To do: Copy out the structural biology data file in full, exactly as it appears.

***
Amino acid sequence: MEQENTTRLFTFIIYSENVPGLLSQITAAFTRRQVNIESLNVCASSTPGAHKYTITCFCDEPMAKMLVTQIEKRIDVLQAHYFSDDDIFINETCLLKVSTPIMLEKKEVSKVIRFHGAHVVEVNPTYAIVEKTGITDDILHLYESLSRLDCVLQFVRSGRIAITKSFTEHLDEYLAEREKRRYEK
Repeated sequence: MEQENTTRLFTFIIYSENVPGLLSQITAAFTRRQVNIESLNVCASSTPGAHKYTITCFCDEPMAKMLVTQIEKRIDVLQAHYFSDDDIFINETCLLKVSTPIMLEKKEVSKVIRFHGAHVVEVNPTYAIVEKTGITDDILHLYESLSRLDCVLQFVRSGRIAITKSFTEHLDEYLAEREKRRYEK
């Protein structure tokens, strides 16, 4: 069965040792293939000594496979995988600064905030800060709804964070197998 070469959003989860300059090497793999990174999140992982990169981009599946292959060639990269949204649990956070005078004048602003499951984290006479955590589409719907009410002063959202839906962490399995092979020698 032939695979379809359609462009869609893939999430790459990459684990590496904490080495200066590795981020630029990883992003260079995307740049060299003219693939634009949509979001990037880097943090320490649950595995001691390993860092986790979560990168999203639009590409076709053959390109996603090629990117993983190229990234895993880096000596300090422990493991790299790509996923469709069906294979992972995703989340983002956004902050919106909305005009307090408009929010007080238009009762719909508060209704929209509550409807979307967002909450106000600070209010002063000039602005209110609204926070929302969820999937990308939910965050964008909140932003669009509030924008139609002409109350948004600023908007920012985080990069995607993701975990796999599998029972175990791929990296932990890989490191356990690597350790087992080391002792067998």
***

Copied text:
Amino acid sequence: MEQENTTRLFTFIIYSENVPGLLSQITAAFTRRQVNIESLNVCASSTPGAHKYTITCFCDEPMAKMLVTQIEKRIDVLQAHYFSDDDIFINETCLLKVSTPIMLEKKEVSKVIRFHGAHVVEVNPTYAIVEKTGITDDILHLYESLSRLDCVLQFVRSGRIAITKSFTEHLDEYLAEREKRRYEK
Repeated sequence: MEQENTTRLFTFIIYSENVPGLLSQITAAFTRRQVNIESLNVCASSTPGAHKYTITCFCDEPMAKMLVTQIEKRIDVLQAHYFSDDDIFINETCLLKVSTPIMLEKKEVSKVIRFHGAHVVEVNPTYAIVEKTGITDDILHLYESLSRLDCVLQFVRSGRIAITKSFTEHLDEYLAEREKRRYEK
């Protein structure tokens, strides 16, 4: 069965040792293939000594496979995988600064905030800060709804964070197998 070469959003989860300059090497793999990174999140992982990169981009599946292959060639990269949204649990956070005078004048602003499951984290006479955590589409719907009410002063959202839906962490399995092979020698 032939695979379809359609462009869609893939999430790459990459684990590496904490080495200066590795981020630029990883992003260079995307740049060299003219693939634009949509979001990037880097943090320490649950595995001691390993860092986790979560990168999203639009590409076709053959390109996603090629990117993983190229990234895993880096000596300090422990493991790299790509996923469709069906294979992972995703989340983002956004902050919106909305005009307090408009929010007080238009009762719909508060209704929209509550409807979307967002909450106000600070209010002063000039602005209110609204926070929302969820999937990308939910965050964008909140932003669009509030924008139609002409109350948004600023908007920012985080990069995607993701975990796999599998029972175990791929990296932990890989490191356990690597350790087992080391002792067998």